Joseph Banks Challenge

This weekend sees the launch of the latest body of work by Lincolnshire based textile group LINQS.  The group, which welcomes any gender and any ability, is now in its fourth year.  The only criteria for becoming a member is that you must reside in the county of Lincolnshire.  Members are given an annual challenge to make a quilt, or quilts, based on a particular famous person, place or theme.  It was being invited to join LINQS in 2014 that first got me started on the path to textile art so I have a lot to thank them for!

Our first challenge was Inspired by David Hockney.  The group had a terrific response from local ladies and secured a national tour with Grosvenor Shows with our quilts being displayed up and down the country.  Our work visited venues from Ardingley in the south to Edinburgh in the north and various places in between.

These are just a tiny number of the quilts in the first exhibition…..

By Wendy Skinner

By Mary Jackson

By Textile Lincs

By Carol Parkinson

Being completely new to this medium I was fired with enthusiasm and produced four quilts.  The first was a small black and white take on the painting “Woldgate Woods”….

My next attempt was based on a photograph taken by the river in Horncastle, keeping with Hockneys recurring theme of “trees”.

The third one was my take on a 1954 mixed Media self-portrait….

By now I was gaining confidence and moved on from making small quilts (30cm x 40cm) to making my fifth quilt which was 30” x 40”…..

The following year it was decided that in future we would make our person, place or thing “Lincolnshire” based and Isaac Newton, being born in the county, was selected.  These are a few of the quilts from that show created by four of the members…..

By Karen Lane

By Mary Jackson

By Jean Proud

 

By Pat Cave

Our third challenge was to make quilts inspired by the famous Botanist and Explorer Sir Joseph Banks whose family estate was at Revesby.  The first showing of this body of work will be this Friday at “The Village”, Lincolnshire’s only living museum, which is in Skegness.

Banks became the president of the Royal Society in 1777, where he remained until his death in 1820. He was known as a prominent endorser of travelers and scientific men. Many voyages of discovery were approved and carried out under his supervision. He was the first person to introduce the Western world to acacia, mimosa, eucalyptus and Banksia, a genus named after him. About 80 other species of plants were also named after him.

While researching Banks I came across an image of a Banksia Seed Pod which had been charred in a bush fire.  Anyone who knows my preferred colour palette will recognise why this provided the inspiration I needed for my Banks quilt!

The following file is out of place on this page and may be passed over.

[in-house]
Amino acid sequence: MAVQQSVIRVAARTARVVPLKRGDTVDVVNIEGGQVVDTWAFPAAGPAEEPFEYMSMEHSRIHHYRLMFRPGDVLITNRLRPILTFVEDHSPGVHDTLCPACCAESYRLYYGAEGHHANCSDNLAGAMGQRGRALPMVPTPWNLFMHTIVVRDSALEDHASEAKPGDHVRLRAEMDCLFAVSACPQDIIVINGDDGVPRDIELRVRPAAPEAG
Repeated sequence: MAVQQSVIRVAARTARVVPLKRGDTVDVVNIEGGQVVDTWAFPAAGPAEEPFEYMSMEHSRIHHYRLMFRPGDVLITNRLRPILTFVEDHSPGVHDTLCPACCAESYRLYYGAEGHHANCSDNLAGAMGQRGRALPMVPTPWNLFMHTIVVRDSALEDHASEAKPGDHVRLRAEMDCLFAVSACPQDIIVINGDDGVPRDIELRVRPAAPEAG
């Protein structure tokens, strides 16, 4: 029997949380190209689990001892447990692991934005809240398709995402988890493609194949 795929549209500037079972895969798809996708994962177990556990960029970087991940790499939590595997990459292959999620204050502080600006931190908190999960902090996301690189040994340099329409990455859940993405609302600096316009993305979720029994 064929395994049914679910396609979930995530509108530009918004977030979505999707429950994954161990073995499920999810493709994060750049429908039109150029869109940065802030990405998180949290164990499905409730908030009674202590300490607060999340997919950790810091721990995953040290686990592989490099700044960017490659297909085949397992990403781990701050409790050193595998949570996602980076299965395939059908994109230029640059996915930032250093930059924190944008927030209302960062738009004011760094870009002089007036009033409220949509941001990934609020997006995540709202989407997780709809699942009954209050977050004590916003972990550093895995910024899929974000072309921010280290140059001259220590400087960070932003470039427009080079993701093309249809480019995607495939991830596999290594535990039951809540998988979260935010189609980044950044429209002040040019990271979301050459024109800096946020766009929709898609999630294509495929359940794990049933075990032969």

I began by making a background using cotton fabric and painted tea bag paper……

Next came the individual “pods” (no idea of the proper technical term for these bits!) which were cut from painted interfacing free machine embroidered and wadded with thick felt…..

The main body of the Seed Pod was wet Felted Norwegian fibres, free motion stitched before adding the “bits” on top.  My finished piece measures 48cm x 30cm.

I can‘t show you anyone else’s work as I don’t have photos as yet but if you are in the Skeggy area this weekend why not drop in and see them for yourself.  For everyone else I will post an update very soon.

This entry was posted in Guest Writer, Mixed Media, Shows. Bookmark the permalink.

12 Responses to Joseph Banks Challenge

  1. Wohw Karen, what a wonderful work ! Queit something else then used to. Lovely all those different pieces, all new technique for me… but see it lately you see it a lot more, laserprinting and embroidery together with felt.

  2. ruthlane says:

    Thanks for showing the past two years of work too. I had seen your pieces but don’t remember seeing the other’s work. Your banksia piece is wonderful and it is definitely in your color palette 😉

  3. Antje says:

    Love the colour palette and your lateral thinking with all the materials. The ‘pods’ look like great fun to make. I await your photos of the other quilts with interest. Good luck with the exhibition.

    • Karen Lane says:

      Thanks Antje. I did enjoy making the pods up to a point. Originally I was intending to do a much larger version of the Banksia but after making 13 pods decided life was too short so made the smaller quilt instead!

  4. Beautiful works! Such lovely colours and designs. Thank you for posting the photos.

  5. All beautiful quilts and such a variety of interpretations. Your Banksia is wonderful. Thanks for sharing.

  6. Lindsay says:

    Beautiful quilts, so lovely. Such talent that it makes me want to relocate to Lincolnshire. The real show-stopper though is your gorgeous seed pods quilt. It is magnificent. Heart-stoppingly lovely.

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